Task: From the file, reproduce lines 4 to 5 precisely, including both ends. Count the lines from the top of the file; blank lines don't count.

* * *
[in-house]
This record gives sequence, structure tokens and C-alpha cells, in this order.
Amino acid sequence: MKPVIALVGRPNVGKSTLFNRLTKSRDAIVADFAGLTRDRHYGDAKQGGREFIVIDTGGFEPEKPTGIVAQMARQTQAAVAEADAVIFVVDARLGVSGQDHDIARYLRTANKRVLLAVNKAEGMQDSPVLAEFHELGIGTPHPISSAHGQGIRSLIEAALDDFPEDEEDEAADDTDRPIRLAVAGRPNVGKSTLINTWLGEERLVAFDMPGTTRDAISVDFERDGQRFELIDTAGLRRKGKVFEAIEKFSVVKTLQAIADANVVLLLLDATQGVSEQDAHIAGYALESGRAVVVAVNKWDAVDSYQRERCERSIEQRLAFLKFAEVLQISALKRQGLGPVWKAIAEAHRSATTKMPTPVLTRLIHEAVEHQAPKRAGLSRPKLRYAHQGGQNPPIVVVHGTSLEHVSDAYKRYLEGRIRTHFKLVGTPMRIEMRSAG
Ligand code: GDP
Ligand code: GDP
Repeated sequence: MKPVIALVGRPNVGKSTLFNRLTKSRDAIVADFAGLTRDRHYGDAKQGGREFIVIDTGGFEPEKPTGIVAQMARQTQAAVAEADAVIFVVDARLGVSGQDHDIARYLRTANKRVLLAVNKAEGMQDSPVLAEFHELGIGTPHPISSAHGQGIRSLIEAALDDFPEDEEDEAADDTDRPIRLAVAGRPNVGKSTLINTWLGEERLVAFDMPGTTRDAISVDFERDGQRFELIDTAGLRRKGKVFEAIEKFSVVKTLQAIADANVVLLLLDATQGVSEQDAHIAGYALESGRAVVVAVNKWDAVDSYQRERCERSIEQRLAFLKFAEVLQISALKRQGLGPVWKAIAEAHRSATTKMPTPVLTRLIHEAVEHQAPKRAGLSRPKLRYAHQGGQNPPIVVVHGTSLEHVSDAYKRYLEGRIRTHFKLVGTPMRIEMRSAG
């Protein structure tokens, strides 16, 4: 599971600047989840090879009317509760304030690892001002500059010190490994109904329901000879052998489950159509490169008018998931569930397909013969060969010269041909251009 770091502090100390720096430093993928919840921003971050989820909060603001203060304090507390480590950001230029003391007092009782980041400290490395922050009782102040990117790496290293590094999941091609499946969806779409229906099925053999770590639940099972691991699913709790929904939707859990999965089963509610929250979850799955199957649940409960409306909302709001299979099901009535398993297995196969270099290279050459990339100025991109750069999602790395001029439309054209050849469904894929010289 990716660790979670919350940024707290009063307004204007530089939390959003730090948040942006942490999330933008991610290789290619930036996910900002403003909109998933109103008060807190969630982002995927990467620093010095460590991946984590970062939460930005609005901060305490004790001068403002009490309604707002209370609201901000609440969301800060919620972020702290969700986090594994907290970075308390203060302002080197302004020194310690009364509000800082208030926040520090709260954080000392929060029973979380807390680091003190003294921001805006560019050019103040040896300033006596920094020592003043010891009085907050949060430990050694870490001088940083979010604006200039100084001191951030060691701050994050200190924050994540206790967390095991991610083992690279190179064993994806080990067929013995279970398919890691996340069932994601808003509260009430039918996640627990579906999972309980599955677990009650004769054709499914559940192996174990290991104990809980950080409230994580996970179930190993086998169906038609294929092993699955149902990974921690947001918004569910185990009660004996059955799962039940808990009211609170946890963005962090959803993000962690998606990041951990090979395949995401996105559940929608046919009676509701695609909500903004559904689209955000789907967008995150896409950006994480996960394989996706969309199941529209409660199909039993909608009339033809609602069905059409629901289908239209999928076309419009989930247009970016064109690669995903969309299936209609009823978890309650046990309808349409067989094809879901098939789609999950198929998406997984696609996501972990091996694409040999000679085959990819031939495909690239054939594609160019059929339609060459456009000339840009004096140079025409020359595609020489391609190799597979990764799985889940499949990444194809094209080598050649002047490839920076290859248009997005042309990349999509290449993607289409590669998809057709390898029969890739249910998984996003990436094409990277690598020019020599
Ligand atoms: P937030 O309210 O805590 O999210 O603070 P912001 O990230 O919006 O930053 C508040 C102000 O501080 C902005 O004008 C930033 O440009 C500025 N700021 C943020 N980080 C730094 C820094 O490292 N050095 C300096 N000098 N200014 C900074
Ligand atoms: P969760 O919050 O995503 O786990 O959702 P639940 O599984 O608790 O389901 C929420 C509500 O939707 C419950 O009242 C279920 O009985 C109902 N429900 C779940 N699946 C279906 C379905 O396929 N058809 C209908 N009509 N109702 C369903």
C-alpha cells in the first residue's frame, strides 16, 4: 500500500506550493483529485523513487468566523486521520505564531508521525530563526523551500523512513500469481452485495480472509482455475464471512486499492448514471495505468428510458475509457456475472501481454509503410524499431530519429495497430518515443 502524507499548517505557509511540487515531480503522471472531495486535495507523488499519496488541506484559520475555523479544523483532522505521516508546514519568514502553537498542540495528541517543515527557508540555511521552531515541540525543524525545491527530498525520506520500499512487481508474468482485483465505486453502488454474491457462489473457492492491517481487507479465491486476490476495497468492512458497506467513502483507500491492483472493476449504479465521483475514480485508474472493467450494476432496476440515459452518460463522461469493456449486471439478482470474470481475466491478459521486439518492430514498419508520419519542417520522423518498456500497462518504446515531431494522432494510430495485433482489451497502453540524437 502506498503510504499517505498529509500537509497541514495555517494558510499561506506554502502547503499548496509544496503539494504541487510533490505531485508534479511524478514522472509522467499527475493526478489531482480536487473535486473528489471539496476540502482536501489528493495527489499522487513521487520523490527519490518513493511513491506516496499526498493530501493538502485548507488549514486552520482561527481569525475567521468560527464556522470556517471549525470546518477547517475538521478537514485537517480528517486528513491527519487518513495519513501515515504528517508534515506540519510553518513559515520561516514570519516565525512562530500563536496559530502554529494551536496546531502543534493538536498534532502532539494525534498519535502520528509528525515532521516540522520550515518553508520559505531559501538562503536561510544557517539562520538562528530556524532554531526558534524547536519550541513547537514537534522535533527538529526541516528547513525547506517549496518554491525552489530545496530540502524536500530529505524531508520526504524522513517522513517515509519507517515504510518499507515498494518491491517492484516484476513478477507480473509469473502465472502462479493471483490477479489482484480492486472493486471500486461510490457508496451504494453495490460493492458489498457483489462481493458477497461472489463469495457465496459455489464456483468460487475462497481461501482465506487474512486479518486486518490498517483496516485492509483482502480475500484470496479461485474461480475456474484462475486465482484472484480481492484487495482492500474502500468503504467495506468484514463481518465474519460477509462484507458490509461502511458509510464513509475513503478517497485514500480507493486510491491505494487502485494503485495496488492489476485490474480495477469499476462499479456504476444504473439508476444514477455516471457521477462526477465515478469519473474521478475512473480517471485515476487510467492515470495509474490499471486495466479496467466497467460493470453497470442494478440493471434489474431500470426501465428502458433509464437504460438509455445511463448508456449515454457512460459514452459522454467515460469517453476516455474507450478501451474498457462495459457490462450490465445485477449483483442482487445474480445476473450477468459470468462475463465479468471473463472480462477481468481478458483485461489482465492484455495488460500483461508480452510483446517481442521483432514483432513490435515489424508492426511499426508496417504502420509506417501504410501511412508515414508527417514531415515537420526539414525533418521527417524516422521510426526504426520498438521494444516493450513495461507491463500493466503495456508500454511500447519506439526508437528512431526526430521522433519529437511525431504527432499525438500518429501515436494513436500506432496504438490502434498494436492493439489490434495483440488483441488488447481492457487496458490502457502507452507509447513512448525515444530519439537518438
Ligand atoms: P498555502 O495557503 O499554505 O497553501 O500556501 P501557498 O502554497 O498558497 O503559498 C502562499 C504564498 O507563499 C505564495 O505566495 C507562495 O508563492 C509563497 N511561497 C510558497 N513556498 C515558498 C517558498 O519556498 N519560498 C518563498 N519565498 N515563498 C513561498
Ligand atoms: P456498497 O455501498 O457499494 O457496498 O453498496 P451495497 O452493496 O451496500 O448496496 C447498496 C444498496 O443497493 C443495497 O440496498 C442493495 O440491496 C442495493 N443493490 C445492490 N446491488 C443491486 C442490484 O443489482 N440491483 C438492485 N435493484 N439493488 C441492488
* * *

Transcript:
Ligand code: GDP
Ligand code: GDP